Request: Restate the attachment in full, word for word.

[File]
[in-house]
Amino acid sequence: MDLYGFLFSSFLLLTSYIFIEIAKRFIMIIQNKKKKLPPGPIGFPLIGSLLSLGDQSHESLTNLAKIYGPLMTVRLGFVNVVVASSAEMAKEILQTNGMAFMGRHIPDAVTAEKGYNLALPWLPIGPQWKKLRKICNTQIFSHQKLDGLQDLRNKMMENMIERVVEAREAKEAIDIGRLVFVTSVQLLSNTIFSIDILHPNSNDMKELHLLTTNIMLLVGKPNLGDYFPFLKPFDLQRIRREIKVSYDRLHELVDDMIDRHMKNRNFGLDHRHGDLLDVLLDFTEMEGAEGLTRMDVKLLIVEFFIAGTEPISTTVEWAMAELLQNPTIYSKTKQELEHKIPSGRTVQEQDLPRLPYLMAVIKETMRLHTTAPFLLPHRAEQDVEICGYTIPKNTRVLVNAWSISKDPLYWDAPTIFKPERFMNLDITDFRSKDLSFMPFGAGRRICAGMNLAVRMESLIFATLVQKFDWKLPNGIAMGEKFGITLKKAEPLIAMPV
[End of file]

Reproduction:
[in-house]
Amino acid sequence: MDLYGFLFSSFLLLTSYIFIEIAKRFIMIIQNKKKKLPPGPIGFPLIGSLLSLGDQSHESLTNLAKIYGPLMTVRLGFVNVVVASSAEMAKEILQTNGMAFMGRHIPDAVTAEKGYNLALPWLPIGPQWKKLRKICNTQIFSHQKLDGLQDLRNKMMENMIERVVEAREAKEAIDIGRLVFVTSVQLLSNTIFSIDILHPNSNDMKELHLLTTNIMLLVGKPNLGDYFPFLKPFDLQRIRREIKVSYDRLHELVDDMIDRHMKNRNFGLDHRHGDLLDVLLDFTEMEGAEGLTRMDVKLLIVEFFIAGTEPISTTVEWAMAELLQNPTIYSKTKQELEHKIPSGRTVQEQDLPRLPYLMAVIKETMRLHTTAPFLLPHRAEQDVEICGYTIPKNTRVLVNAWSISKDPLYWDAPTIFKPERFMNLDITDFRSKDLSFMPFGAGRRICAGMNLAVRMESLIFATLVQKFDWKLPNGIAMGEKFGITLKKAEPLIAMPV